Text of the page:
Turnkey houses’ defects to be fully rectified by month- end
GINA, GUYANA, Monday, April 24, 2017
Recipients of the government’s turnkey houses will soon get access to their homes as the Central Housing and Planning Authority (CH&PA) is currently wrapping up remedial works on defective houses.
A project of the previous administration, the turn key project came under scrutiny after defects were detected in the structures of many of the completed building, constructed at Perseverance, East Bank Demerara, even before the beneficiaries moved into their homes.
Millions of dollars were spent by the CH&PA to correct the defects to the houses. Project Manager, Kennard Dazzell told the media today, that this effort which started in September 2016, will be 100 percent completed by the end of the week. Dazzell explained that correction works had “a bit of delay over some administrative issues, but that is done, so this programme will be fully completed before the end of the week.”
The previous government had constructed approximately 200 turnkey homes at Perseverance site. As a consequence of the defects, despite allocating more than 100 percent of these homes to beneficiaries, less than 5o are occupied. All 200 of buildings would have seen some amount of corrective work being administered on them.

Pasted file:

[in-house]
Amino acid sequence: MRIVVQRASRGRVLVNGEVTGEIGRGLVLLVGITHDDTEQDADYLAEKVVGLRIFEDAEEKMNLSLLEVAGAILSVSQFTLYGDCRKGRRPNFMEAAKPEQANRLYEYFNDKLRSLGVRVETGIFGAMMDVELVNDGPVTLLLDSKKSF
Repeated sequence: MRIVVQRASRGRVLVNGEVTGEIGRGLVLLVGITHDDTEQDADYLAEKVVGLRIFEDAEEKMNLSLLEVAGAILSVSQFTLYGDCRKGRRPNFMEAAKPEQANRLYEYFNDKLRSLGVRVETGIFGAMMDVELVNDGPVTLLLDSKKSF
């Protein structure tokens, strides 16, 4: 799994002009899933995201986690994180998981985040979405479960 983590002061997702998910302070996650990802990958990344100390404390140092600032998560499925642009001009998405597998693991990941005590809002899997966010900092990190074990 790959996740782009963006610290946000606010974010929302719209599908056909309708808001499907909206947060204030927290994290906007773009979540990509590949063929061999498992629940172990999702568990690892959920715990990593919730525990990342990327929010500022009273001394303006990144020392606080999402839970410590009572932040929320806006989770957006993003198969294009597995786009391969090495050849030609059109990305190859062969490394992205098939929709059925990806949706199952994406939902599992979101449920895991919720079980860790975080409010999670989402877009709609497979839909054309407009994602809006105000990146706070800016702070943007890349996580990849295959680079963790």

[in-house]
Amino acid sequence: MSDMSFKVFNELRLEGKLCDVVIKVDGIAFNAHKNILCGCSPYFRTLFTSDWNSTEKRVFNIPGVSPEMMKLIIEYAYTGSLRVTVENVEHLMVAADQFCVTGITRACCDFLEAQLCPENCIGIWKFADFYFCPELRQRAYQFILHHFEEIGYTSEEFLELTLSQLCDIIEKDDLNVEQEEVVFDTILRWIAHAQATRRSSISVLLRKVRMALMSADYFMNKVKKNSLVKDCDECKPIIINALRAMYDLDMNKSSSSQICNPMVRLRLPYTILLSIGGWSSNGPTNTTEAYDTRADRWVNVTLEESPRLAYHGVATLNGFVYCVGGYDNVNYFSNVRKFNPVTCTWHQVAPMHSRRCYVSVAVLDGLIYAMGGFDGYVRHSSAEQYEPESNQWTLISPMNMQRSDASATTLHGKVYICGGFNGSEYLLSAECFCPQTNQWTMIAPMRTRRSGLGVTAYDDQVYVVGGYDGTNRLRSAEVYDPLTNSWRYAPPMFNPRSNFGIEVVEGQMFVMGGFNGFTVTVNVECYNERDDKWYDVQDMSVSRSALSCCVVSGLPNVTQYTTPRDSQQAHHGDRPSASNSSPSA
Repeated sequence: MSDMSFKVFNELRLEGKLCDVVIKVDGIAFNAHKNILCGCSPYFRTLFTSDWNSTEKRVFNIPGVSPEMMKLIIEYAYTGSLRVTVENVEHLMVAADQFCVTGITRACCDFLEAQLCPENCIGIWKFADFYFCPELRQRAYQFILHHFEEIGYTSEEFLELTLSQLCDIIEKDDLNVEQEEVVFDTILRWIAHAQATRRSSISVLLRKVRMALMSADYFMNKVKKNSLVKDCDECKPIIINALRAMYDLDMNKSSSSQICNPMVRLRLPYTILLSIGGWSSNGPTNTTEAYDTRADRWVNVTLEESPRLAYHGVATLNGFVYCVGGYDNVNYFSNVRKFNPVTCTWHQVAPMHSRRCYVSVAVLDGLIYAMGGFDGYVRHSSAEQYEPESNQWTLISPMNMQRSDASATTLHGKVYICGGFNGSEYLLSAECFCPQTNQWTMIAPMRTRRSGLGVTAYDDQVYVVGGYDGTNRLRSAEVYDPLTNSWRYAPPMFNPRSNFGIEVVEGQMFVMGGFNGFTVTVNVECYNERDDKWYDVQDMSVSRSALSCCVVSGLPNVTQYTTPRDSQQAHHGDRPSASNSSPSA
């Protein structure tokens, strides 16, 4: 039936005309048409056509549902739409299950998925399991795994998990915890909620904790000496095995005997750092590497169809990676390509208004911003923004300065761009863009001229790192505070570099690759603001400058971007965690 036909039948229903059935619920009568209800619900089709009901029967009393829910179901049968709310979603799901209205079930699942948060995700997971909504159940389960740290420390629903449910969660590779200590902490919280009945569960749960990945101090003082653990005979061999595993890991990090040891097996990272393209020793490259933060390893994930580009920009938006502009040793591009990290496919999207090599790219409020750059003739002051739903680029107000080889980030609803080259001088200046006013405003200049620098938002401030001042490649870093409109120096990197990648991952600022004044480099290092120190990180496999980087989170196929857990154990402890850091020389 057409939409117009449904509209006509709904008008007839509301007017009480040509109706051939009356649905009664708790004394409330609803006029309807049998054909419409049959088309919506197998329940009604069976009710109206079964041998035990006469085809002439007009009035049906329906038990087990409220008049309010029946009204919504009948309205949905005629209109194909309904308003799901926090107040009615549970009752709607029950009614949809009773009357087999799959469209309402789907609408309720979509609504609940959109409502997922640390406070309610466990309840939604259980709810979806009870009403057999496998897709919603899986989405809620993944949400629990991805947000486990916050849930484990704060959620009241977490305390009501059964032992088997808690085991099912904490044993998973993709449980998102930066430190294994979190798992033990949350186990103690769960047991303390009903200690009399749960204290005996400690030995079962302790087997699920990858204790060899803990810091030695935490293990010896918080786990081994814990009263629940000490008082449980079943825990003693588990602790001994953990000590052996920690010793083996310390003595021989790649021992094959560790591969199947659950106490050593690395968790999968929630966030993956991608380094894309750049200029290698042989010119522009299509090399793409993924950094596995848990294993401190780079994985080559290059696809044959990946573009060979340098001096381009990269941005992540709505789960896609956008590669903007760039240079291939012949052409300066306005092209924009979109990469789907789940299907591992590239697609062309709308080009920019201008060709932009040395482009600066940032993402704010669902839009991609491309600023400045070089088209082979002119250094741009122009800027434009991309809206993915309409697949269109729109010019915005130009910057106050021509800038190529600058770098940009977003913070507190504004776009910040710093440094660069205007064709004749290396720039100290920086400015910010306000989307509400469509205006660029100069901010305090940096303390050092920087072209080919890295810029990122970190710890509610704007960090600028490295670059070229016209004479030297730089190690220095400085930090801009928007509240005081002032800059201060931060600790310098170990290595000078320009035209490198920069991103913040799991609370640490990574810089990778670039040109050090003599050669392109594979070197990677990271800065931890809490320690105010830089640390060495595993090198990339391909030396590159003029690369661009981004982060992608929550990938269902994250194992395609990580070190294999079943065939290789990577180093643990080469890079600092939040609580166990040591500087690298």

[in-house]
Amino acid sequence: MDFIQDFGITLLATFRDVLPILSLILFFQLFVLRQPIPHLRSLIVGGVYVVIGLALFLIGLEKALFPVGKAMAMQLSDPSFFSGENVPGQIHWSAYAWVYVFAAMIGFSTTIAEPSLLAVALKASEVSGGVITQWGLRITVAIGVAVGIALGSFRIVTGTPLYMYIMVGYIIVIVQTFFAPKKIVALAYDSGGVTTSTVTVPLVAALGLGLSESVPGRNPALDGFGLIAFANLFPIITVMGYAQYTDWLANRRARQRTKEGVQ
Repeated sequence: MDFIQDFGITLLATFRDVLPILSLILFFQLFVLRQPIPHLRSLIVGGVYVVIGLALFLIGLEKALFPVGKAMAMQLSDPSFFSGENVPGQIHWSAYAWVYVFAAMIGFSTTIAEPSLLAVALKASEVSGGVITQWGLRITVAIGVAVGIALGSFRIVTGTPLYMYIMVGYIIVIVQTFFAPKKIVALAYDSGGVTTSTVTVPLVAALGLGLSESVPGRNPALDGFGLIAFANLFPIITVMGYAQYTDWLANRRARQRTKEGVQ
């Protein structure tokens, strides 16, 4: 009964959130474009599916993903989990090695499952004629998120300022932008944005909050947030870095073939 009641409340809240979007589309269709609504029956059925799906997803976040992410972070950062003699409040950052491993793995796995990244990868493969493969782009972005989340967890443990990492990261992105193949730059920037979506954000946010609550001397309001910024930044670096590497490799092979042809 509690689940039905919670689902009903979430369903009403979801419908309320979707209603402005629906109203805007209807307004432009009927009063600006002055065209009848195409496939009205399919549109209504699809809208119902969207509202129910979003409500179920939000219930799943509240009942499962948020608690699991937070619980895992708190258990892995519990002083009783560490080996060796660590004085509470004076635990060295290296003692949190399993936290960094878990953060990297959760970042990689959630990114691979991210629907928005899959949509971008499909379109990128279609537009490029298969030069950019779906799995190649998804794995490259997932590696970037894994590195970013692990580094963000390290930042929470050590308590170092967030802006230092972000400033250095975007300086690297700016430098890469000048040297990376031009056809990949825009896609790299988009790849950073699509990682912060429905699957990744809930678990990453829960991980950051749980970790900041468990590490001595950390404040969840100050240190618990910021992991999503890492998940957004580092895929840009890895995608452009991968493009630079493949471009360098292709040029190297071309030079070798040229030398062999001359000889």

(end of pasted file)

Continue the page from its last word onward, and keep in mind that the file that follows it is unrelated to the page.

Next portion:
Dazzell explained that as the CH&PA has been correcting the defects, occupancy has been steadily increasing. “The level of occupancy has been rising, every day we have two, three persons moving in,” he said. With the 100 completion of all the works, Dazzell said that the CH&PA expects that, “we would definitely see the whole area populated with all persons (home owners) coming back on board.”
In 2011, the previous administration commenced the construction of the turn-key houses in several housing schemes, namely Providence, Eccles, Mon Repos, Good Hope, Zeelugt and Leonora. The programme had also catered for 1000 of these homes, costing $4.9M each, (the house costing $4.4M and the land costing $500,000) at Perseverance.
Only 200 of the houses were completed before developing defects such as splitting concrete walls, shifting roofs and leaky toilets and septic tanks, forcing some of the home owners to move out.
By: Macalia Santos